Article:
What is perhaps noteworthy about SumUp is that it is kicking off with a full launch — not a limited beta — in these four countries, with two of them, Germany and the UK, being some of the largest retail markets in Europe. The biggest competitor in Europe, iZettle, has up to now carved out some market share in the Nordics but is still only in beta in the UK; and of course Square and PayPal, the two biggest players in the U.S., have yet to enter the market here — although that seems to be something coming very soon.

[The launch today comes after a four-month closed beta in Germany, the UK, Ireland and Austria, which had been spotted early on by the German blog Deutsche Startups. The company has some 100 employees working in Berlin, Dublin and London.]

SumUp takes a 2.75% cut of every transaction made using its reader. It currently works with MasterCard, Visa and Europay and Stefan Jeschonnek, the MD and another co-founder, says that it’s currently in discussions with other card companies to extend that list.

You may recall that iZettle has been in a pickle in Europe over Visa cutting off its service because of the method iZettle uses to authenticate card users — iZettle requires a signature, which Visa says doesn’t meet its requirements. SumUp also takes signatures for authentication, but only on MasterCard transactions. For Visa customers get sent an SMS with a secure link, which they have to access on their devices to manually enter their full card numbers.

That sounds cumbersome, but Jeschonnek says SumUp is working on another method to speed up that process in future. “We are looking at different technology that we can use, and we are considering the chip-and-PIN solution [used by merchants who have payment terminals],” he says.

Another notable aspect of SumUp’s service is that the company is already developing the idea as more than just a point-of-sale card payment provision. Merchants have the option of using the app to preload several items that they sell, and that effectively turns SumUp into a kind of cash register.

This is, for now, limited to being used within SumUp’s own service, although Jeschonnek says it is also looking at how it might leverage APIs to offer this kind of functionality within merchant’s own apps.

“But right now we’re mainly focused on the problem of getting merchants to take cards,” he says. “We’re trying to solve a problem that still hasn’t been solved.”


Make Way For Another European Square: SumUp Launches With $20M+ In Backing

Report: Payleven, A European Square From Rocket Internet, Gets Funding From NEA, Holzbrinck, Ru-Net

payleven

With Square yet to enter Europe, there is an increasing amount of activity from would-be competitors looking to fill the same niche using dongles on smartphones to enable card payments. The latest comes from Payleven, which has picked up “tens of millions” of euros in funding from New Enterprise Associates, Holtzbrinck Ventures and the Russian VC ru-net, according to an unconfirmed report in Deutsche Startups. Payleven is part of Rocket Internet, the incubator/investment vehicle from the Samwer brothers (known for developing clones of popular U.S. services like Groupon — and then selling them as part of inorganic growth plays).

Rocket Internet is famously secretive about who invests in its projects and how much, so it’s been hard to pin this one down. The responses we’ve received have been not flat-out denials, and with a wide berth might even read them as indirect confirmations. But they’re thin on detail: “Unfortunately we cannot provide any more colour on that [news],” Holzbrinck told TechCrunch. “I think you’re very well aware of Rocket’s policy on disclosing information to the press.” ”As usual Rocket is not very open minded about publishing information about the funding,” another person close to the deal said. Rocket Internet, meanwhile, has also declined to comment directly but has opened the kimono a little to outline Payleven’s strategy going forward.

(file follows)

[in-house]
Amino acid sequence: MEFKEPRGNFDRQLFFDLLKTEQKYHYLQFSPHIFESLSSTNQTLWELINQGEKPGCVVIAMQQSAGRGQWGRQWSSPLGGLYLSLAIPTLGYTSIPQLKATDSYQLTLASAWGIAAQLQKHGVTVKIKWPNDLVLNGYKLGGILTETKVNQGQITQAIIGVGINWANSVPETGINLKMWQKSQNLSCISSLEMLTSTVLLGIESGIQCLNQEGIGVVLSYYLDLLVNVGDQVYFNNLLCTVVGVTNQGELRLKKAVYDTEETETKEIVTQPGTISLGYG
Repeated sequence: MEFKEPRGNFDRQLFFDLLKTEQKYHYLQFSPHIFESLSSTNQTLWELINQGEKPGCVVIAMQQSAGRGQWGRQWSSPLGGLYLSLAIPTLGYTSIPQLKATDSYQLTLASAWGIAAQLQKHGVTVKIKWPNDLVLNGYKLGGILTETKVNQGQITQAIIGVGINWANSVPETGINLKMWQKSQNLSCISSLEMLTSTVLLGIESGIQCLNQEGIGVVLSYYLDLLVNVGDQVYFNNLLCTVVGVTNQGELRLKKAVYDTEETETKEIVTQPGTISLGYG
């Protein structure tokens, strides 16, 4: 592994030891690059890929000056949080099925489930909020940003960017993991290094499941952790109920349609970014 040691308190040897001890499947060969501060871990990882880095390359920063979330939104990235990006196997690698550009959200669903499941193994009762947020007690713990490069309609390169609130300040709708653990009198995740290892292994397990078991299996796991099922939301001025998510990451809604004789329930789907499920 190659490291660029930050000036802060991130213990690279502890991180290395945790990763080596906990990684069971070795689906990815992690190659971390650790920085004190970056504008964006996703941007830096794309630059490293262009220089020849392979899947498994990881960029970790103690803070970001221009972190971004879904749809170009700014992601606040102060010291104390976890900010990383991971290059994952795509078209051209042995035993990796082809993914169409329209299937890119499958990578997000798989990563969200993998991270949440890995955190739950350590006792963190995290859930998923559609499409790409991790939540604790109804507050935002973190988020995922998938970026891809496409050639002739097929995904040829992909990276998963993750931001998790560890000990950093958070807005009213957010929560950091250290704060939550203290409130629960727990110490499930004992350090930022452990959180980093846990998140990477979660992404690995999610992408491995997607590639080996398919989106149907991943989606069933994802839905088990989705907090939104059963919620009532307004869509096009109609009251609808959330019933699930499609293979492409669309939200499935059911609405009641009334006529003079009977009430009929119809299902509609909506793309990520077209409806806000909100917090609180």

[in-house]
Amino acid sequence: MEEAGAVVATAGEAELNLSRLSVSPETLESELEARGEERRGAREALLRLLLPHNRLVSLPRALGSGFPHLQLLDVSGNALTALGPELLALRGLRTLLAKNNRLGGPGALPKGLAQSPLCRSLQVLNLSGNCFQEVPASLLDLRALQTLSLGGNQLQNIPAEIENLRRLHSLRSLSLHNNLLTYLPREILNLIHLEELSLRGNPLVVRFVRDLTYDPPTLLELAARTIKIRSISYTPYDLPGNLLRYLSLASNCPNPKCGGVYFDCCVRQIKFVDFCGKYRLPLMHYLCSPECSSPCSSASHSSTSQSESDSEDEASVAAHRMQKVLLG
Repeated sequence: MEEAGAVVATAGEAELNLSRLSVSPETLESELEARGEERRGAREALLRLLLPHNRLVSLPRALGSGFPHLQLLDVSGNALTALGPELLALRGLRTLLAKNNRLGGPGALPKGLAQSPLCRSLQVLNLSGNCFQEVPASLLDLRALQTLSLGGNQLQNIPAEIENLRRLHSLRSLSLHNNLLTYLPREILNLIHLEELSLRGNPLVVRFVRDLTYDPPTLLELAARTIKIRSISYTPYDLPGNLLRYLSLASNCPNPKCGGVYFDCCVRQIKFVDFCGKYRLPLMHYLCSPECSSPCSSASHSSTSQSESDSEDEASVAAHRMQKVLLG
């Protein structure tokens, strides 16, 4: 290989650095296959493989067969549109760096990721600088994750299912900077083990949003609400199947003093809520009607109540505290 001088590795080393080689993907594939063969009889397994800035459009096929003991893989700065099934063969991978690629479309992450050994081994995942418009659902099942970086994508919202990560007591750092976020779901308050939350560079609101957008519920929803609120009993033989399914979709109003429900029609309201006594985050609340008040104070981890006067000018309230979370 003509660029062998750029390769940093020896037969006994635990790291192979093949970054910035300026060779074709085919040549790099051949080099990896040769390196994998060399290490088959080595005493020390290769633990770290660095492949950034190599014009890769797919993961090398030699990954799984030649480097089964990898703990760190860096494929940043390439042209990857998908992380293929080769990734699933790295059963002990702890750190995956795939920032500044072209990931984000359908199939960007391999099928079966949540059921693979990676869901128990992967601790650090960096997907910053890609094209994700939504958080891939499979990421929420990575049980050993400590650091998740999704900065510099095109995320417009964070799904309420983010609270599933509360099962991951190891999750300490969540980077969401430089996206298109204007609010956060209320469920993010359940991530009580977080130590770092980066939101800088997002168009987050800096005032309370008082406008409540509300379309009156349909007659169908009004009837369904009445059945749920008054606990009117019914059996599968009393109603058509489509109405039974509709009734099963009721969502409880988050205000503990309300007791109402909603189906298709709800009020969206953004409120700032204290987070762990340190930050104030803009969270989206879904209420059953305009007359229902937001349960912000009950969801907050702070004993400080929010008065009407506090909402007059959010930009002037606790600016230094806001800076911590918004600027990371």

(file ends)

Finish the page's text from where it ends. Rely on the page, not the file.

The company is already active with its payments service in Germany and Brazil.  According to Fred Klinkert, Rocket’s manager for global venture development, the plan is to expand further to “key European and large emerging markets.”

In fact, this puts the company somewhat in contrast with another Square competitor, the Stockholm-based iZettle, which last week grabbed a $31.4-million round from Greylock, MasterCard and more. Its CEO Jacob de Geer told TechCrunch at the time of the announcement that the funds would be used to expand in Europe, not elsewhere. (Square, by comparison, has raised $141 million at a $4 billion valuation.)

Meanwhile, Rocket Internet has been busy with other activity in emerging markets, an increasing focus for the company. FoodPanda, an online food ordering service, is now open for business in India, following on from FoodPanda sites in Colombia, Indonesia, Malaysia, Singapore, Thailand, Taiwan and Vietnam. Other e-commerce operations covering home furnishings (yes, Fab clones) and more are also part of the plan.

There is another area where Rocket’s Payleven stands out from Square and iZettle, and could make it one to watch ahead.

Like Square and iZettle, Payleven is largely aimed at merchants and others who have not had the facilities to process card payments at the point of sale. While Square and iZettle have spent a lot of resources encouraging merchants to sign on to their platform, Rocket Internet has a portfolio of other operations that could serve as a very immediate route to customers for Payleven’s dongles: take-out food companies (FoodPanda) and private accommodation (for its Airbnb clone Wimdu) among them.

Also, it should be pointed out that although the Samwers’ are often dismissed as clone makers, they have continued to attract not only customers, but investment and partnerships with established players. Across the markets where Payleven is already in business, it has deals with MasterCard, American Express and Eurocard (Germany) and AmEx, Diners’ Club, MasterCard and Visa (Brazil). Their Wimdu venture has had $110 million in backing so far, Deutsche Startups points out.

NEA has not yet responded for this story, but there is a past connection between the company and Rocket.

NEA was one of the earliest investors in Groupon, a company that also bought one of the Samwer brothers’ previous ventures, CityDeal, and subsequently put brothers Oliver and Marc Samwer in charge of the European operation — a position that has only changed in the last couple of months, with the brothers stepping down from their managerial roles and getting replaced by an ex-Dell executive Veit Dengler, who is now SVP in charge of Europe, based in Austria.


Report: Payleven, A European Square From Rocket Internet, Gets Funding From NEA, Holzbrinck, Ru-Net